Of course Anderson Cooper’s live-from-the-Gulf nightly reporting has become a sort of “Nightline” of the BP oil spill, and the program’s “Keeping Them Honest” segment has been a leading source of both news and insight, even for those of us deeply immersed in the subject.
So it was a bit chilling this week as Cooper reported from Haiti about tons of food sitting idle in warehouses only miles from starving orphans and about agencies so mired in “process” that little was getting done to get help to those who need it most. Granted, Haiti is a third-world nation dealing with another sort of disaster, but the challenges over there should serve as a reminder to us that the real work is just about to begin in earnest in the Gulf…as we shift focus from stopping the gusher to putting all energy and resources into cleaning up the devastation.
Whether the current BP cap holds or not, or if the relief wells are days, weeks or months away, we all know a new and difficult phase of this disaster is just beginning. We are awash now in all the things that we don’t know … how much oil actually went into the Gulf, what the toxic chemicals used to break up the oil will do to the sea and to humans, and even how people will be fairly compensated for their losses.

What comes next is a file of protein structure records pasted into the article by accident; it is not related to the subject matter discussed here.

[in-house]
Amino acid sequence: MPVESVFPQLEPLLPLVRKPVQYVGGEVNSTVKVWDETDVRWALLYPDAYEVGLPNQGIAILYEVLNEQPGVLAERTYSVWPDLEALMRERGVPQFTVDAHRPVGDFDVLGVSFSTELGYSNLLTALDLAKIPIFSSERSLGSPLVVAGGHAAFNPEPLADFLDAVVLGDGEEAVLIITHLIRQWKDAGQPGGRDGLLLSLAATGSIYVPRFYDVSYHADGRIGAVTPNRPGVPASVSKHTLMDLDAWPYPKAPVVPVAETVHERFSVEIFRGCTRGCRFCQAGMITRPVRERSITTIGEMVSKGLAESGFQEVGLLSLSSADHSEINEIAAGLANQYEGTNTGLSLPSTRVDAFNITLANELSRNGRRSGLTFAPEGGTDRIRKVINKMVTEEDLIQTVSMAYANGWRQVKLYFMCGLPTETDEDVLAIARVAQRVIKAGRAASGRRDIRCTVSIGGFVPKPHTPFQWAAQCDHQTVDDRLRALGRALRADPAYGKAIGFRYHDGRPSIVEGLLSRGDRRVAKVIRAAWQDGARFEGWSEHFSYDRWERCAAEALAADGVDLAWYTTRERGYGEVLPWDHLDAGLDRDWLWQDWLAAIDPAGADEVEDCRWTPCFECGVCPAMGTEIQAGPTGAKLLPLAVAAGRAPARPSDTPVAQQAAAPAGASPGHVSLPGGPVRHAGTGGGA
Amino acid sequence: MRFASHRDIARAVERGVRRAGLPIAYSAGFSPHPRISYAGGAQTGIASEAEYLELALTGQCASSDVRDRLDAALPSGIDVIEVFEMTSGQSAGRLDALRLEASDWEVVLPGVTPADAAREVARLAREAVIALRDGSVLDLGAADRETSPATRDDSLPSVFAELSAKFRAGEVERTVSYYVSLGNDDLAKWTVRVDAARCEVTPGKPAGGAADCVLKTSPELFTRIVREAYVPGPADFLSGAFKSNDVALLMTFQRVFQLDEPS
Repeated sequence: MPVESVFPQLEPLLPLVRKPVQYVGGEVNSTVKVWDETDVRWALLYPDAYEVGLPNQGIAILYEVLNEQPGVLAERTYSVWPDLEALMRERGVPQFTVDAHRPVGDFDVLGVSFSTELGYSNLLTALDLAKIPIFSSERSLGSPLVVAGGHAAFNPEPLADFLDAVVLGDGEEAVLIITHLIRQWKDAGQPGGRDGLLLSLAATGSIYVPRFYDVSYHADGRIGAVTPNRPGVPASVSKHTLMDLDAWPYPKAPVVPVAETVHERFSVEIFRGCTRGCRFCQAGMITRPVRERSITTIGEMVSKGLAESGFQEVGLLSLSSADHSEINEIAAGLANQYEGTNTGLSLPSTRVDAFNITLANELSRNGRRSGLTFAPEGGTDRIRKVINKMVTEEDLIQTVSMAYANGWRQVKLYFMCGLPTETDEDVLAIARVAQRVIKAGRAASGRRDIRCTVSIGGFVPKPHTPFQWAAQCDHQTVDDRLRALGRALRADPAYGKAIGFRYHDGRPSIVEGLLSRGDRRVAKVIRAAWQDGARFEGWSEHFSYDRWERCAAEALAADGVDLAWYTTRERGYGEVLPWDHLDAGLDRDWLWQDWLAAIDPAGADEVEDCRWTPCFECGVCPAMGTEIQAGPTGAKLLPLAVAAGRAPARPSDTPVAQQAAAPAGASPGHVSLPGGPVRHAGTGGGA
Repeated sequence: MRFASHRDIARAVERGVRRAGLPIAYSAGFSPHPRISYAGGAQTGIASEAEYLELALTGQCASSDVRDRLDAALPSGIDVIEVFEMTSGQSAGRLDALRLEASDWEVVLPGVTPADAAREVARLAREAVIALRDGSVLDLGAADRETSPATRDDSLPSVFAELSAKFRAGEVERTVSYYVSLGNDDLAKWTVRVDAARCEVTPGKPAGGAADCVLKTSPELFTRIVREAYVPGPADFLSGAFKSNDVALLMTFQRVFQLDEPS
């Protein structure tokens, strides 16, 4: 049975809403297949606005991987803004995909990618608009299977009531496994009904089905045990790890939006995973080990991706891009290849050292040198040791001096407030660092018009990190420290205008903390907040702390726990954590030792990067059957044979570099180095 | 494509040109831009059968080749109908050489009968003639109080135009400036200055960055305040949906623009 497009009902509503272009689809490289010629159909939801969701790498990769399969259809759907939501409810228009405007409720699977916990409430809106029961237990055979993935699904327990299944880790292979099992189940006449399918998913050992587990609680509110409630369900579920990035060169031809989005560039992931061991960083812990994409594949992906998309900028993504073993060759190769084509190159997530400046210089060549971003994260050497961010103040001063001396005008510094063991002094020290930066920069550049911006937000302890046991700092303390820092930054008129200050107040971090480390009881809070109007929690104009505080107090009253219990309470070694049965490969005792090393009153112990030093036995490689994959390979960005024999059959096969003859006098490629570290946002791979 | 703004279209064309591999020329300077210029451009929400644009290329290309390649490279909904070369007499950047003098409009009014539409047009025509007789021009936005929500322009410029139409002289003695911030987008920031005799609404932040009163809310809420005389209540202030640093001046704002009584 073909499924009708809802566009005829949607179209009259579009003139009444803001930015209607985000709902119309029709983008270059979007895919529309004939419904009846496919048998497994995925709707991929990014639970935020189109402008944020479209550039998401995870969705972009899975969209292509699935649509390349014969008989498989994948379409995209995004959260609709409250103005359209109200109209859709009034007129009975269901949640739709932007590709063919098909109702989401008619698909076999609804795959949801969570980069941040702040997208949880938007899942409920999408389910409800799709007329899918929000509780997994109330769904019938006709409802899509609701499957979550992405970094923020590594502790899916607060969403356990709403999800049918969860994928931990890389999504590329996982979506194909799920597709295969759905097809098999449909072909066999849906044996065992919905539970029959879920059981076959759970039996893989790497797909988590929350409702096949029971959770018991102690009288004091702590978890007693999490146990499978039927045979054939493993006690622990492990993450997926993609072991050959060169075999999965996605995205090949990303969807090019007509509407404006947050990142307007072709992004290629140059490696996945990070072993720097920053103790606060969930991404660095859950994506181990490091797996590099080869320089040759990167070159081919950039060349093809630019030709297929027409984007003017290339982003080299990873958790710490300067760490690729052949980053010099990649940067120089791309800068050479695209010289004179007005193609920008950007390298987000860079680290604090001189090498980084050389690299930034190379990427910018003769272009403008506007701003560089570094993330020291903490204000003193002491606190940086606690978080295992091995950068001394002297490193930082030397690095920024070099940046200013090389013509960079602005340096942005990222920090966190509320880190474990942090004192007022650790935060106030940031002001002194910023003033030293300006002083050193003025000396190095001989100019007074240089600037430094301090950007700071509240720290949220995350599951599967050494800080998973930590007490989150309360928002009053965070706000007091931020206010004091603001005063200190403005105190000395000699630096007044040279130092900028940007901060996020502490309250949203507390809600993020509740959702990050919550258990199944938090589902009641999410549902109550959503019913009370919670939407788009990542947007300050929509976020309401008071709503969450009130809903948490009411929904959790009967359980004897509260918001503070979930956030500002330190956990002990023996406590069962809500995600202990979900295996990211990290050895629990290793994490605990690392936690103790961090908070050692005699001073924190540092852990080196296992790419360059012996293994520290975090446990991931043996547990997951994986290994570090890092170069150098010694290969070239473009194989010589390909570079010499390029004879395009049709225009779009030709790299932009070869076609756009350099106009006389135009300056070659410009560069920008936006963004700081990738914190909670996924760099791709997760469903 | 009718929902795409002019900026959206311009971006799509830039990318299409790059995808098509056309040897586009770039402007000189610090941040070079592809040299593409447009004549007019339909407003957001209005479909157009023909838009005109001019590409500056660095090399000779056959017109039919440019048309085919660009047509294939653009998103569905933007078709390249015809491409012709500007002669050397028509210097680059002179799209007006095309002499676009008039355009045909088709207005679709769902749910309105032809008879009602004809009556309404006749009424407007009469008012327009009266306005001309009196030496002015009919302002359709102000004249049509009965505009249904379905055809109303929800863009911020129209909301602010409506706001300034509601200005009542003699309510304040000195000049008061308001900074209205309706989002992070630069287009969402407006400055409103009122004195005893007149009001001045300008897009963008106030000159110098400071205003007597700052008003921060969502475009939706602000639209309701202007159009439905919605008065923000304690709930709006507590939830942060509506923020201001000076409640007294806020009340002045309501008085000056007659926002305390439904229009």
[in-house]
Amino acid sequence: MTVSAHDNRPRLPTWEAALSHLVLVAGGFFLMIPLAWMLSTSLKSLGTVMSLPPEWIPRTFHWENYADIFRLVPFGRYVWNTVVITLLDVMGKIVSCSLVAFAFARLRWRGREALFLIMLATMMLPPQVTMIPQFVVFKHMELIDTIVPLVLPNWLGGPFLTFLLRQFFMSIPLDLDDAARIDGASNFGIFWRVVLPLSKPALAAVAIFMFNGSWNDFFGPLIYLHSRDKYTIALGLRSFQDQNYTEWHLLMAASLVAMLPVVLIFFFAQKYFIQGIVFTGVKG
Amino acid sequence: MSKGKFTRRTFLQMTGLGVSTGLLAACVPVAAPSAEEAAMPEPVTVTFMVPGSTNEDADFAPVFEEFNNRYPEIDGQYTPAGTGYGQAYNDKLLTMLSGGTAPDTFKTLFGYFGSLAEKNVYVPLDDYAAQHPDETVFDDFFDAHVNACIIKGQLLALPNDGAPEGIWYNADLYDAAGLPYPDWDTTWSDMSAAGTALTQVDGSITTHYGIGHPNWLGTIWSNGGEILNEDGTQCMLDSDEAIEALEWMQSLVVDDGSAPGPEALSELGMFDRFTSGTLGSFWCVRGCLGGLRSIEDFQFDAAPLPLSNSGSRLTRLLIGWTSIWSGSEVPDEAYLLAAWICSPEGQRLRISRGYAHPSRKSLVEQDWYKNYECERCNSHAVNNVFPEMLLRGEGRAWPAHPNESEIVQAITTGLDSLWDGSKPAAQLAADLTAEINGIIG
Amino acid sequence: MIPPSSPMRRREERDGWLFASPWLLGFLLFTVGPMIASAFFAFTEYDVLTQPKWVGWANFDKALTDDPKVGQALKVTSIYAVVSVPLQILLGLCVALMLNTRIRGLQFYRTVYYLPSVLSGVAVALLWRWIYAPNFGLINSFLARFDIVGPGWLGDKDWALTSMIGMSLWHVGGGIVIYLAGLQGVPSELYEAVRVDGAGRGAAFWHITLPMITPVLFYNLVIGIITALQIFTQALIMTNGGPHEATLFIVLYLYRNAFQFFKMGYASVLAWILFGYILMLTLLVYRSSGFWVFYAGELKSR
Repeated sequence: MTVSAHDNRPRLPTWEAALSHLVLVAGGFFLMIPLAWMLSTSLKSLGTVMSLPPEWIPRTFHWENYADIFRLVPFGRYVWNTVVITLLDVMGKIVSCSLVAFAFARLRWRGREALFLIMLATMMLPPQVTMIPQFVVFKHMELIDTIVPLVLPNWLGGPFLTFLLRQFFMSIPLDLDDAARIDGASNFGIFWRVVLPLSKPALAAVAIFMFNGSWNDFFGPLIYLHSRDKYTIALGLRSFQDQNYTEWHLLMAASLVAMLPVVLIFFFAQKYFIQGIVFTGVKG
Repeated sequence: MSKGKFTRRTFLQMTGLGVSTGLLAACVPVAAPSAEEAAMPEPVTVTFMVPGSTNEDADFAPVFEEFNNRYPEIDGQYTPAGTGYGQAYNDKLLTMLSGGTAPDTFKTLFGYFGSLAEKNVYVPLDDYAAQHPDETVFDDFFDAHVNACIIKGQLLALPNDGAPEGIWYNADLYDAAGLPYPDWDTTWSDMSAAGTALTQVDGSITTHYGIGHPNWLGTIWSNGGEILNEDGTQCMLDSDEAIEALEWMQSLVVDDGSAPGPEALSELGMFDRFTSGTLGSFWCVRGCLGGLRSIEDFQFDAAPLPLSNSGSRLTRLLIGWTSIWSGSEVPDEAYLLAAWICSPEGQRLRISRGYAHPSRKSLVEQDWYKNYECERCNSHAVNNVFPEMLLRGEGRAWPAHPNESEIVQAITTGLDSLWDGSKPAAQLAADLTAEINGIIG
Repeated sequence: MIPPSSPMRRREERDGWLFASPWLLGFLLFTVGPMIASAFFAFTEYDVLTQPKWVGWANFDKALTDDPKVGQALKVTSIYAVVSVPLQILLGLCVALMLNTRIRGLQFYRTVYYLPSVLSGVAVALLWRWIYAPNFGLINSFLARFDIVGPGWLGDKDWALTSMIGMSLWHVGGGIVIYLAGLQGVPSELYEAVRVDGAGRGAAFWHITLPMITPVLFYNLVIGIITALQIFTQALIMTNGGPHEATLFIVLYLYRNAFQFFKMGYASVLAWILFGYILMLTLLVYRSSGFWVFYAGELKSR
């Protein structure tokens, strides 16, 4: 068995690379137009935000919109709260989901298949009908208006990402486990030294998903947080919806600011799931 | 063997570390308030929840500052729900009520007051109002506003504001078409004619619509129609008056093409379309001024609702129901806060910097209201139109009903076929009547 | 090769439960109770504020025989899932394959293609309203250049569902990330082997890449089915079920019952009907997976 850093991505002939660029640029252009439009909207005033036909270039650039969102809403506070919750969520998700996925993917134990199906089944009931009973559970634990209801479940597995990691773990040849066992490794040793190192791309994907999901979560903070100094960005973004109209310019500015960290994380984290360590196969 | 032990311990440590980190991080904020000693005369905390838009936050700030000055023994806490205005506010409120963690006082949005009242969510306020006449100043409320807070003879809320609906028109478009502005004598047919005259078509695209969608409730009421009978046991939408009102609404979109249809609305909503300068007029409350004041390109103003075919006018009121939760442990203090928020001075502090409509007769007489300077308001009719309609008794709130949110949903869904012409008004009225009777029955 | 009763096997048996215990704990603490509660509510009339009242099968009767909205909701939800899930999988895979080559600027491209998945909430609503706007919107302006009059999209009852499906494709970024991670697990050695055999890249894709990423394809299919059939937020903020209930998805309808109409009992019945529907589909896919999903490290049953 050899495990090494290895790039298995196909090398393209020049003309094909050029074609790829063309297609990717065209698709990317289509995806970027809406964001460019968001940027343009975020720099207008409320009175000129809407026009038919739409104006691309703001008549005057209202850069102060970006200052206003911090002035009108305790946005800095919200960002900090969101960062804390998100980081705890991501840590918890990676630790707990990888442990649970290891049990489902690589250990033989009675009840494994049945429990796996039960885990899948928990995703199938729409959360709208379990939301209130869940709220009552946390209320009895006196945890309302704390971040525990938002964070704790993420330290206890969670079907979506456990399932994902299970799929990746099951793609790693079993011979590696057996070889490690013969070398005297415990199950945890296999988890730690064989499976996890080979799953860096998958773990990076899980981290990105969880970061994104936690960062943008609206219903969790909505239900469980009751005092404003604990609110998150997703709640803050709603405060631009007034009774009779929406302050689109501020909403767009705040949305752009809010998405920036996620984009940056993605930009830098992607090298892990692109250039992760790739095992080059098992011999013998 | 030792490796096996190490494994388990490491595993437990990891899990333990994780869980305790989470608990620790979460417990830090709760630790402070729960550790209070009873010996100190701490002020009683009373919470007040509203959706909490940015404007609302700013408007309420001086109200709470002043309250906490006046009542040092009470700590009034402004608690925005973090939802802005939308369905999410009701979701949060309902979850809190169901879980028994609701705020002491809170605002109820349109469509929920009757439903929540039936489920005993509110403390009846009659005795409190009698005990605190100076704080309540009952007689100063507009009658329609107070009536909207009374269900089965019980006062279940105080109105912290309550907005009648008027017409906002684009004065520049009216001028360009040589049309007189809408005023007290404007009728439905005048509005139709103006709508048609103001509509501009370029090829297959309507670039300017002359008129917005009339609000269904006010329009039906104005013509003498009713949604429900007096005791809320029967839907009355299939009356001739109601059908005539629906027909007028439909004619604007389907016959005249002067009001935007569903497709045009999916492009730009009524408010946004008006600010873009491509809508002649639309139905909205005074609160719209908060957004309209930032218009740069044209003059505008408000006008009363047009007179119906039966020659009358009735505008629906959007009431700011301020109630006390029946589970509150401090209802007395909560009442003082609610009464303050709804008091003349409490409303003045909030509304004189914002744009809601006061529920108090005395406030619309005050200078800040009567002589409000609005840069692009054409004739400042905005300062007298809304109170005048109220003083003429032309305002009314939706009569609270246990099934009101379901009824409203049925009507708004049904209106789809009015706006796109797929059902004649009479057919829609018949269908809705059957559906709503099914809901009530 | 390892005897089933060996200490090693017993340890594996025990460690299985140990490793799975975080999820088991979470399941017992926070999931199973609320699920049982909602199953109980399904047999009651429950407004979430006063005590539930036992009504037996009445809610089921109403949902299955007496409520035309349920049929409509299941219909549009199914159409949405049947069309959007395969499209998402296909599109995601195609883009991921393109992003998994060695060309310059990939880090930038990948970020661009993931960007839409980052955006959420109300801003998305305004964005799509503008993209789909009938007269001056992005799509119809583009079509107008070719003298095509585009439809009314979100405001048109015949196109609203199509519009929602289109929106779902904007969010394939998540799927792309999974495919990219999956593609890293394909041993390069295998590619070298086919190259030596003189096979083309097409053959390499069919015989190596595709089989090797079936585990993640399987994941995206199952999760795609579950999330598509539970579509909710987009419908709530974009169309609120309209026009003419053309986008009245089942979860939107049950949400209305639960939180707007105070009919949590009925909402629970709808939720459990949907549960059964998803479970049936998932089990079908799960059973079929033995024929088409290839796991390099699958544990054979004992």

It’s a long list of ignorance. And BP has at least been consistent and honest about one thing: It has no intention of being in any way transparent about its actions, especially when it might involve the health of workers cleaning up the oil. In the coming weeks, there’s no reason to think this will improve and there’s actually every reason to expect it will get worse. Eventually, how much we learn about toxins that impact every living thing on the Gulf will come down to how hard the government, especially Congress, really pushes for information.
The truth, as they say, is out there.